My dad had a hard time telling me he loved me… sounds harsh doesn’t it?
But you know how he showed me, love… his grip.
He had huge hands. Big as a baseball glove.
Those hands showed me a lot of things:
How to read the bible.
How to pray.
How to tie shoes and hockey skates.
How to throw and catch a baseball.
How to swim.
How to swing a hammer and use a screwdriver. The names of the screwdrivers. Like a star end screwdriver is called a Philips and square-end is a Robertson.
How to discipline me when I needed it. Those hands stung me in the butt a few times.
How to shovel the driveway… for some reason, he wanted to show me that as soon as I was big enough.
How to show love to my mom. Things like; kissing her every day before leaving for work, laying on the couch with her while watching TV, holding hands in public, praying together and always looking out for her safety.
You see that grip was used to show love in so many ways:
That grip pulled me into my parents bed on those early Saturday mornings. My dad and I use create a smell in the morning to chase her out of bed to make us breakfast.
That grip took me on trips to service calls as a young boy.
That grip pulled me into his shoulder or lap to fall asleep on.
That grip taught how to work and earn money at a young age.
That grip took me on trips to the local sports shop to get my first baseball glove and pair of hockey skates.
As I became an adult that grip was used to spending time together building and fixing things like a new fence at my first house, renovating a house, building a new house and fixing my broken appliances.
That grip was always made available. My dad always seemed to be there. Maybe that’s why he tried to keep his schedule and life light and simple.
There was a dark time in my adult life when I was facing some personal issues with my marriage. As I was visiting my parents and discussing the issues my dad rarely said a word. But the look in his eyes and his grip told me that everything was going to be alright.
As I laid there on the couch, he sat beside me with few words spoken. But he stayed with me and didn’t leave. Just knowing he was there, his grip, made me feel safe.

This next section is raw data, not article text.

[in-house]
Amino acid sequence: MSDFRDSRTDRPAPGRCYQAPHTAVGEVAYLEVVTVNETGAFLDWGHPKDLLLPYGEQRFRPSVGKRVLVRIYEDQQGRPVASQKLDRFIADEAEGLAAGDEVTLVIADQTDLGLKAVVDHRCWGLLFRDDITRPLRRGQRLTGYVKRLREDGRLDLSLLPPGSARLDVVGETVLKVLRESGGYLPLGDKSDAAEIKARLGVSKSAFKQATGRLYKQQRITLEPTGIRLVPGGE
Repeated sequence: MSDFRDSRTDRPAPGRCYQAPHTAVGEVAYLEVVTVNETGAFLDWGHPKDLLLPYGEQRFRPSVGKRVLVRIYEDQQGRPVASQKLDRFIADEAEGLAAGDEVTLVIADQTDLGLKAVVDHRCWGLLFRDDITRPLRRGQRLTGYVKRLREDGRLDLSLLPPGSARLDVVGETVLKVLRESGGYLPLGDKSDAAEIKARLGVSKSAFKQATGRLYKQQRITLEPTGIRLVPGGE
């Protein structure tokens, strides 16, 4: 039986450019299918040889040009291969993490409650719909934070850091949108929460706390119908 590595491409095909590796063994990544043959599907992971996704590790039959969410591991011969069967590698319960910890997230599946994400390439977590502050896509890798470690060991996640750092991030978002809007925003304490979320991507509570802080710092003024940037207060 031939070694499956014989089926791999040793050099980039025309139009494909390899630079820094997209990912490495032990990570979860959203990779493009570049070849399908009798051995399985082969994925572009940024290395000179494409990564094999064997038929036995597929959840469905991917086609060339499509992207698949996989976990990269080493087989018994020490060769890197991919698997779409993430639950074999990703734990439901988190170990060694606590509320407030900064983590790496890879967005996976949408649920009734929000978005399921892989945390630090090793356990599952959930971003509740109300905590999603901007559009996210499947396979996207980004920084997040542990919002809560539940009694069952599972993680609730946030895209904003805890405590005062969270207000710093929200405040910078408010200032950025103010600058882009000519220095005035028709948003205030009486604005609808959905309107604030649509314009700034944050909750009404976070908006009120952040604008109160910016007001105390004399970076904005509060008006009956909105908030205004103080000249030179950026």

A few years before my dad passed away I built a house and a did a lot of work on my own. My dad was there. Helping with the electrical, kitchen cupboards and giving me advice on the plumbing, heating and air-conditioning.
I look back at this and amazed that my dad, with a lot of patience, taught me how to do so many things.
The last project that we worked on together was building a deck for my house. It was going to be a lot of work. When I asked if he thought it was possible, he just shrugged his shoulders and in “Johnny J.” style said, “o.k. we can give it a try“. We built and completed that project right to building code.
That last project was special to me because we spent a lot of time talking, laughing, and of course having a few arguments.
After the project was completed, we took a walk in the orchard that backed onto my place. As we approached the house I said to him… “man we did a great job”. My dad’s reply with his grip… “yep looks pretty good”.
My dad never spoke the words… “I love you” but as you can see the grip was his love to me.
The more I get older and ask different men about their relationships with their dad. I hear stories about dads that were filled with so much anguish and pain.
I am so blessed and honoured with such a rich heritage and blessing with family.
That grip was an example of my Dad’s love for God.
Now it’s up to me to continue on with this rich blessing with my three sons.
I had the honour of speaking these words at my Dad’s funeral and my hope it will be a blessing and encouragement to you. Mostly for the men and fathers that are reading this. That what you do and how you show love can impact a generation. Much like how my dad showed me, love. May we as men rise up and be the real men we need to be for our sons and daughters.
When I held my dad as he took his last breath, the last words I remember we spoke was… “I love you pops” and he gripped my hand and said, “I love you too”.